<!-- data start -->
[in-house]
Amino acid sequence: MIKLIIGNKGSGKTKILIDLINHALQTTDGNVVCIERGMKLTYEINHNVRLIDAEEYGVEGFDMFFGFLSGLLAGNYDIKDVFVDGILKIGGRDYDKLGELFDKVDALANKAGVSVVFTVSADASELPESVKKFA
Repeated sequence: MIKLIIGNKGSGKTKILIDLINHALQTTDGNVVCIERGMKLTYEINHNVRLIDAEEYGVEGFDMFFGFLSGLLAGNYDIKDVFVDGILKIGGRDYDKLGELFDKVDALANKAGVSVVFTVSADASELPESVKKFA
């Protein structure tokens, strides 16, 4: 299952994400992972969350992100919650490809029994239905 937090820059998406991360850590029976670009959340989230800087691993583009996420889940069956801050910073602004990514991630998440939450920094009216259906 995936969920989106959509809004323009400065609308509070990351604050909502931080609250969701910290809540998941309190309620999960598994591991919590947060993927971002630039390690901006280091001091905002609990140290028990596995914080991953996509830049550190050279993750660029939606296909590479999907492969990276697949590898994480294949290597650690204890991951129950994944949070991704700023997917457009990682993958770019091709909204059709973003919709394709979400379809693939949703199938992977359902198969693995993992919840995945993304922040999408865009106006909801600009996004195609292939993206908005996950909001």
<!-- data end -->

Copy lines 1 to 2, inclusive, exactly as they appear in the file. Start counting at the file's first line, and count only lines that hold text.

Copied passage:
[in-house]
Amino acid sequence: MIKLIIGNKGSGKTKILIDLINHALQTTDGNVVCIERGMKLTYEINHNVRLIDAEEYGVEGFDMFFGFLSGLLAGNYDIKDVFVDGILKIGGRDYDKLGELFDKVDALANKAGVSVVFTVSADASELPESVKKFA